James Frey and A Million Little Pieces

I usually don't like write about someone I disapprove of because I don't want to give them even more publicity, but in this case, I make an exception.

By now you must have heard of James Frey and the scandal surrounding his memoir, A Million Little Pieces. His best-seller was turned into a phenomenon (selling over 3.5 million copies, as one source said) after the book was picked by Oprah's Book Club. Now it's been revealed that at least parts of the book is fictionalized, and Frey himself has even admitted to it.

I find it appalling that a writer would go on national TV and blatantly lie and think there's nothing wrong with lying, passing what is fictional as truth. I also find it disappointing that Oprah continues to support and endorse Frey. I think she has done a disservice to writers, readers and everyone who has struggled with drug addiction and alcoholism.

My friend Lori said:

Whether or not you like Oprah is not really the issue. Her bookclub is a powerful marketing tool and, as an individual, she is a powerful, public persona. The fact that she continues to support a writer who has engaged in unethical behavior is disappointing and tarnishes her by association. If you agree, send a polite e-mail saying so and explaining why.

I think writers all over the world should write to Oprah and urge her to reconsider her support for Frey and his book. Oprah has tremendous influence and her support for something or someone unethical would only encourage other writers to do the same thing. I think if she gets hundreds or thousands or more letters from writers/readers around the world disapproving her endorsement of Frey, she might be willing to reconsider her position.

I sincerely urge that you email Oprah, and also tell all your friends and colleagues to do the same. Let's bring this up at the grassroot level and let Oprah know that unethical practice should not be tolerated, let alone endorsed.

Thank you,

~ Ray

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paintbrushpoet said…
Part of the alcohol and drug addiction disease is compulsive lying. This guy is still in his problem. I would be willing to bet Oprah is disappointed and trying to figure out how to handle this. For myself, ANY recognition of a disease that is killing people is a good thing.
Lori said…
So you want to enable him by saying since his unethical behavior put a spotlight on the problem, it is okay? And what about credibility for future writers trying to bring an issue into the public consciousness? Or about individuals who really did kick their drug or alcohol addiction? Isn't it demeaning to them to reward someone for bad behavior that they really did experience and overcome?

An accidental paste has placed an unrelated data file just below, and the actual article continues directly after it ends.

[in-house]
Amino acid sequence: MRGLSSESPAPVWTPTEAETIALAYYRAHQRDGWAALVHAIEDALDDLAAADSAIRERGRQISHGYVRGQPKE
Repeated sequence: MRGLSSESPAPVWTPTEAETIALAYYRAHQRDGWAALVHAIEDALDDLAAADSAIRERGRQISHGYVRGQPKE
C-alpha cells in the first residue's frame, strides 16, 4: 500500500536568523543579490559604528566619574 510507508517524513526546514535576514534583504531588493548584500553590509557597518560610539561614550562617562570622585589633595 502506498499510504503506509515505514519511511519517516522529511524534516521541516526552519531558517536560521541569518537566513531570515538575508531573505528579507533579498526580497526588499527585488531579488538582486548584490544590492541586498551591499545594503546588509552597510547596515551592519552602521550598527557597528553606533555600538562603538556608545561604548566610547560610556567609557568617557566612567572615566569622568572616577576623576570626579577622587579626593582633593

(Thanks, Ray, for posting that link here. )
Ray Wong said…
I agree with Lori -- there are a lot of books out there about drugs and alcohol, and now we're going to question their authenticity and credibility. That's what's at stake here, not whether it's a worthwhile topic. I mean, if someone writes a memoir about pedophilia and rape, and it turns out they are lies, does it make it a worthwhile read just because it's about those topics?

Frey might have told the "truth" about drug addiction and alcoholism, but he must admit to the fact that he was writing fiction. To pose as a non-fiction writer, he has done something unethical and like Lori said, we're reward EXACTLY the behavior (lying and cheating) that he writes against...
Dawno said…
If one makes material misrepresentations about one's qualifications for a job in their application or resume and because of these they are hired, they'll be fired if it's discovered. To me that's exactly what we have here - a material misrepresentation of fact that causes people to buy his book based on the 'trueness' of his experience. Anyone who is lied to feels misused. All the lies we have to deal with just make us all the more cynical and less willing to reach out to people who really can use our help.
It's taken me awhile to get around to reading all the blogs I frequent. When I came across this, I was apalled. It's difficult enough for writers to get published without someone passing off fiction as truth. I have three memoirs written, currently unpubublished, and here I was deciding whether to rewrite them as fiction so I didn't have to admit it was the truth. With what Frey has done, I don't doubt people will be skeptical of memoirs from this point on.

I don't believe that alcoholism and drug addiction is a "disease". I believe using is a choice which can become an addiction. To me, what Frey did here is use yet another "excuse" to line his pockets with deceit.

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